It’s February, and the tundra of Norway’s Dovrefjell National Park is firmly in winter’s grip. Musk oxen died out in Europe after the last Ice Age, but were re-introduced to Dovrefjell in the mid-1900s. Along with Sweden’s Rogen Nature Reserve, this is the only place in Europe where these impressive creatures live in the wild. “Musk oxen are wonderful animals, straight from another age,” says Michel. “To see one is to go back in time.”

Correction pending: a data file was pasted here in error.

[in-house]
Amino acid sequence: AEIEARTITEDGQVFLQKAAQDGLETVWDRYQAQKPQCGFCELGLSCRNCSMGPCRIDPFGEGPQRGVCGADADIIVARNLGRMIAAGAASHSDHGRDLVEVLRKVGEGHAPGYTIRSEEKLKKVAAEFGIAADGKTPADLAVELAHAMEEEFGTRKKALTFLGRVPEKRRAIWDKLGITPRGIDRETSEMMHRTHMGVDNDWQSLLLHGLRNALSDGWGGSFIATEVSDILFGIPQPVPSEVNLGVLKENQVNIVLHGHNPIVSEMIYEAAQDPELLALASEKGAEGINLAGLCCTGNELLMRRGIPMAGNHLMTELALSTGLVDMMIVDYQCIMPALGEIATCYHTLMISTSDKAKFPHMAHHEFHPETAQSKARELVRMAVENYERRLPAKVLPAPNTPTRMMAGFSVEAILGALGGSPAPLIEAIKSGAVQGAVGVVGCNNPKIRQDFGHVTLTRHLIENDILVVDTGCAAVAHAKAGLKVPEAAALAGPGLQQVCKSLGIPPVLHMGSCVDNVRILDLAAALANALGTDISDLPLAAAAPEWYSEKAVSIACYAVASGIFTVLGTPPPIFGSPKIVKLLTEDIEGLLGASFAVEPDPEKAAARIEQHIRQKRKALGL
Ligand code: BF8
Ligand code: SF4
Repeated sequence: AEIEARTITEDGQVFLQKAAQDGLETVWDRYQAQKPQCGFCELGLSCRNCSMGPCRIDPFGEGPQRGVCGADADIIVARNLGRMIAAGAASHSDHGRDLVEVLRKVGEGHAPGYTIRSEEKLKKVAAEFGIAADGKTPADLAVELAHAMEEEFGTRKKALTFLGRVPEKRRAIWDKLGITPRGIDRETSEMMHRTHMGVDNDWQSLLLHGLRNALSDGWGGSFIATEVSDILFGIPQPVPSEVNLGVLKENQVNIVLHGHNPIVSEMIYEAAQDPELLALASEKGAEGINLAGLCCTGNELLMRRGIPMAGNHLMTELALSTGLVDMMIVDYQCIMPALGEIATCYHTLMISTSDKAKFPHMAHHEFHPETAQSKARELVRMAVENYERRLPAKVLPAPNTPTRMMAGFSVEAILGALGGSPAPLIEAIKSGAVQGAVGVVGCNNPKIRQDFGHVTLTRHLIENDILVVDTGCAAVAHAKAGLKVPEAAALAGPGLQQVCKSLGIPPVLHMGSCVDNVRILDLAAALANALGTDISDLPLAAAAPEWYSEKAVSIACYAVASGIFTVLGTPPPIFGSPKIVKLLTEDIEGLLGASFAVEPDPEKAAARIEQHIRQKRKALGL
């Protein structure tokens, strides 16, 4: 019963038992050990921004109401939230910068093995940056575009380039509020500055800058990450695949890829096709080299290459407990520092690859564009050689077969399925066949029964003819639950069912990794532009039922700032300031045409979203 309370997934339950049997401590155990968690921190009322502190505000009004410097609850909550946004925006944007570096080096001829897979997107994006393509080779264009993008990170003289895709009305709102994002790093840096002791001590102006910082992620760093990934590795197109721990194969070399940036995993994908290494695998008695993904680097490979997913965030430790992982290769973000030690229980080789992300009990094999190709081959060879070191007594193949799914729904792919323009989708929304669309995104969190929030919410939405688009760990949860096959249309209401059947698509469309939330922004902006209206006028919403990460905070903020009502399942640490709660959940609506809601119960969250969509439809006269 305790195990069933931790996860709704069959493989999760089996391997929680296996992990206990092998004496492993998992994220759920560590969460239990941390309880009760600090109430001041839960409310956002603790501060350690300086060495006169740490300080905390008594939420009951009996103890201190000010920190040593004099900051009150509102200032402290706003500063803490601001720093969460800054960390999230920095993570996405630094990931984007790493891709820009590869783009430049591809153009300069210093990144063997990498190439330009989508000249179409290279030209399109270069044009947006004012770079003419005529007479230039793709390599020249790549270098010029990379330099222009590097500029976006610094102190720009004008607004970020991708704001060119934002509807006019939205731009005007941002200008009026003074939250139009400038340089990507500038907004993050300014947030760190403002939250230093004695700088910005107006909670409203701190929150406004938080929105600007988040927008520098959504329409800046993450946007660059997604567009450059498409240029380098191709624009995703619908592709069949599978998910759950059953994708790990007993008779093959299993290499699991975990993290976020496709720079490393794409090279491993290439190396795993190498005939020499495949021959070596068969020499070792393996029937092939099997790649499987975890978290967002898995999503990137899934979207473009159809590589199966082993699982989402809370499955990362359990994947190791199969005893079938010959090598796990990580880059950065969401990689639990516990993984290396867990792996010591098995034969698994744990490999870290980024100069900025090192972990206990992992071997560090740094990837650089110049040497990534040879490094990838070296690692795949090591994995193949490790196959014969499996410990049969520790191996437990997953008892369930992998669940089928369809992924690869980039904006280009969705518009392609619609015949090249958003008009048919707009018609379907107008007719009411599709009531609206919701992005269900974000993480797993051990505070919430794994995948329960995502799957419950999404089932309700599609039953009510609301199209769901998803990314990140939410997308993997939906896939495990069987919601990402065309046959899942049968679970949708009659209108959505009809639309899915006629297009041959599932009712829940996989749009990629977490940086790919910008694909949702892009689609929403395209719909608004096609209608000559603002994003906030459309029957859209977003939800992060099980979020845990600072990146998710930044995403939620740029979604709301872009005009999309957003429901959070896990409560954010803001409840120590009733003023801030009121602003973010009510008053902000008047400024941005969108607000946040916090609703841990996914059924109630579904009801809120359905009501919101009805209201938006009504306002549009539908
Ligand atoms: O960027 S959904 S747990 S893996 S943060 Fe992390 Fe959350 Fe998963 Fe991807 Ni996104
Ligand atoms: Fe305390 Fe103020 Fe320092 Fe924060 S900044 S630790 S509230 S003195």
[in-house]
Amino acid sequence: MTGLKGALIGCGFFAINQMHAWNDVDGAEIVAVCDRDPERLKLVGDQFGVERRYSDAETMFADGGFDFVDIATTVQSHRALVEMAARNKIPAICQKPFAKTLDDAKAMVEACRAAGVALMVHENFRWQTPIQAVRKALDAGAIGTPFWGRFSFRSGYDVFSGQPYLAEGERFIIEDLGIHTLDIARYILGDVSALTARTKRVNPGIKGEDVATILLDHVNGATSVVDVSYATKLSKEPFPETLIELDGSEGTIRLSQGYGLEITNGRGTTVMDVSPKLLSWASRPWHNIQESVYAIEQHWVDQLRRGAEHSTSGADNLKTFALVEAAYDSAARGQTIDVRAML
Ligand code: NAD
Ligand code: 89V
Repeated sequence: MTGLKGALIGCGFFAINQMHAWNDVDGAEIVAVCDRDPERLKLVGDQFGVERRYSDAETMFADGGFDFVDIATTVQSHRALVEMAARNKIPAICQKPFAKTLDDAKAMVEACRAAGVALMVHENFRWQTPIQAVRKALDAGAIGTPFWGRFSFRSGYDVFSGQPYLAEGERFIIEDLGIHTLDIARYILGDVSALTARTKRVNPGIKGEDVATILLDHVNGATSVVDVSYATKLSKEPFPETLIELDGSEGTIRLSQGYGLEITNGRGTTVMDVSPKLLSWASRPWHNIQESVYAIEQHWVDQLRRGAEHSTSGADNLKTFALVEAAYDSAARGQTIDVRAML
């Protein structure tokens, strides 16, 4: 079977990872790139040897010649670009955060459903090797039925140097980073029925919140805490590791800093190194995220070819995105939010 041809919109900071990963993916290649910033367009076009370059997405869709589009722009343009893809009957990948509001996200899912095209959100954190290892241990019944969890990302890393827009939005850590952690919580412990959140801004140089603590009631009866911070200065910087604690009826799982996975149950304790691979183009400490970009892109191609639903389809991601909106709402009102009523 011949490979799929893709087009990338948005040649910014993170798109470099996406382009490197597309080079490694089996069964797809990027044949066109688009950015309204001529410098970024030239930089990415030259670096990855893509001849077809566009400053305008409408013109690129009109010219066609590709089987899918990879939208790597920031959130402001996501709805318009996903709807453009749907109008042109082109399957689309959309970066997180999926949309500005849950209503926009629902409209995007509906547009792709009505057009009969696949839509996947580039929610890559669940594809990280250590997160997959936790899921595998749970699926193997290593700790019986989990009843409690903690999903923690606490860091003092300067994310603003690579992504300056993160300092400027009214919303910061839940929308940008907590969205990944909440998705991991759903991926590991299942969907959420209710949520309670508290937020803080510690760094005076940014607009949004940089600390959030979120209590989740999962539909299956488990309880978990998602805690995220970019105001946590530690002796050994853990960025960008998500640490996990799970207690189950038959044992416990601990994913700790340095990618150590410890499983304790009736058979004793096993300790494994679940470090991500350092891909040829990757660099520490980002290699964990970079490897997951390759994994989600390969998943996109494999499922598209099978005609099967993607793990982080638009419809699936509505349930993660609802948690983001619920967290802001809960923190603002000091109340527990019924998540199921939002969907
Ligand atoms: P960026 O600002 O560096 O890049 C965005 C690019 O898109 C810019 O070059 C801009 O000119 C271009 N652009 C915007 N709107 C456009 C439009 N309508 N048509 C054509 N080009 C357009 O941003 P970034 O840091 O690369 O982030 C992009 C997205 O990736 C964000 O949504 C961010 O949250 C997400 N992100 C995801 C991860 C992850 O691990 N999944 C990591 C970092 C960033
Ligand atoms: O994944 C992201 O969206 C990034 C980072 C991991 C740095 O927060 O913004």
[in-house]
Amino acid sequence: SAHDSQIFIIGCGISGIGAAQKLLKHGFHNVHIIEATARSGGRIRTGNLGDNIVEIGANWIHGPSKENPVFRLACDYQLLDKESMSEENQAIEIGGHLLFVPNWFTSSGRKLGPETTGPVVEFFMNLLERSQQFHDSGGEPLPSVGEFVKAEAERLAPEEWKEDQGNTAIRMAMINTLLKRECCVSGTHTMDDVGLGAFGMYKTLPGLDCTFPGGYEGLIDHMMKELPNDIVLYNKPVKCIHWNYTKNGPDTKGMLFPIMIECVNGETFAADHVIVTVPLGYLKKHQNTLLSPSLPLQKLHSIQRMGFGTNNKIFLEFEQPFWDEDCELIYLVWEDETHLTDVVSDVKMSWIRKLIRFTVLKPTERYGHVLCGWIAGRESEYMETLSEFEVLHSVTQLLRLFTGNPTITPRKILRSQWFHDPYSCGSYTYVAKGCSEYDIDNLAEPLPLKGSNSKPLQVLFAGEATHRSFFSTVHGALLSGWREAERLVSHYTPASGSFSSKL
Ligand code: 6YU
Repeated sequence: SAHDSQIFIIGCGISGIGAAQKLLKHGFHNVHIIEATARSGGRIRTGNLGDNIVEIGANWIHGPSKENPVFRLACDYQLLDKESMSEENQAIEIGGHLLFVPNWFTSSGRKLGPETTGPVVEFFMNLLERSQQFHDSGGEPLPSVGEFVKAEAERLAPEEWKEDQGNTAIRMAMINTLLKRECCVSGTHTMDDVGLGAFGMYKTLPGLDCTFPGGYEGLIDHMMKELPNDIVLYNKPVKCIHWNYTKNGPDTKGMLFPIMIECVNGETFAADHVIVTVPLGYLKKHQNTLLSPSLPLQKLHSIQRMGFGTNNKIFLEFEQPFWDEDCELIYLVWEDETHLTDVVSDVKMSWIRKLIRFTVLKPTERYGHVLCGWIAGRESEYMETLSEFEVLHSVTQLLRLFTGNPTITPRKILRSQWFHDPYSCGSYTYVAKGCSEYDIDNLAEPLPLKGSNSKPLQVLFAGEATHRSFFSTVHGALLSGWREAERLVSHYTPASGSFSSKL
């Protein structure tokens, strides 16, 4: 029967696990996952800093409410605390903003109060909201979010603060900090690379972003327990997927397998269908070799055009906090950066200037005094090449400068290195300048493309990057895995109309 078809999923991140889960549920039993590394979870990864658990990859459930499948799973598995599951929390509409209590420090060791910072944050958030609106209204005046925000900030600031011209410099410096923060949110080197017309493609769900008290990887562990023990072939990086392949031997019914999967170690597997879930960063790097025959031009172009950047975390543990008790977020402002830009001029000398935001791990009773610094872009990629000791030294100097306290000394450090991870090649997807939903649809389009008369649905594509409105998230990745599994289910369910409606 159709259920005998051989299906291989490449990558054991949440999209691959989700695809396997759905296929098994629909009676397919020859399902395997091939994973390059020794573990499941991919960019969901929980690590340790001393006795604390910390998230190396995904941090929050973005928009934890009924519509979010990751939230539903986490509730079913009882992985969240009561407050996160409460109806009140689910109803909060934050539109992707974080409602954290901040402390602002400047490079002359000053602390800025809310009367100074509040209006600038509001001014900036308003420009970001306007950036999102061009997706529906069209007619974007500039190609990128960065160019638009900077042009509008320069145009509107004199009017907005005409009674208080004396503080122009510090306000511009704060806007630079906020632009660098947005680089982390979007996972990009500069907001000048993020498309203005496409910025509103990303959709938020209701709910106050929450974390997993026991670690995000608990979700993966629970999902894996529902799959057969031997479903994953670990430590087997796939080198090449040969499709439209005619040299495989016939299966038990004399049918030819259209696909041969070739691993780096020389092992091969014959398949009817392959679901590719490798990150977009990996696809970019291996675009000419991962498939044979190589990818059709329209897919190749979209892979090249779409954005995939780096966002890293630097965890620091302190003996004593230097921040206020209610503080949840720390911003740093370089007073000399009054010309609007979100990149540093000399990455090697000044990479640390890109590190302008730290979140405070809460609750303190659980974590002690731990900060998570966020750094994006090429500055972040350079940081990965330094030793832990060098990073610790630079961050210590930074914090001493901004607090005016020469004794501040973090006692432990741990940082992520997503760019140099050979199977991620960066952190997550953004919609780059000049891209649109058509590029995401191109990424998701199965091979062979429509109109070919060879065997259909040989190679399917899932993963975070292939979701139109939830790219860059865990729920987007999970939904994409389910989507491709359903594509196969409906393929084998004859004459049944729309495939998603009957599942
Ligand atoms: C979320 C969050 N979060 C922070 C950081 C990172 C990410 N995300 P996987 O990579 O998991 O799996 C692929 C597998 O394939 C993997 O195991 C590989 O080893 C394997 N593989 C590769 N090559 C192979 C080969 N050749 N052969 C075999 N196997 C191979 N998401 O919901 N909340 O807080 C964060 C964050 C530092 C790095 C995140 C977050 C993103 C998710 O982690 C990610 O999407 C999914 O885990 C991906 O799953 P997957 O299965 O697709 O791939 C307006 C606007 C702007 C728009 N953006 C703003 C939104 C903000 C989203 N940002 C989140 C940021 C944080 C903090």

The musk ox’s famously long, thick coat – which comprises a layer of guard hairs over a shorter, insulative undercoat, known as qiviut – is key to survival during the bitter winter months. The distinctly curved horns, borne by both males and females, are used as a defence against Arctic wolves, and also to establish dominance within the herd.
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September - October 2020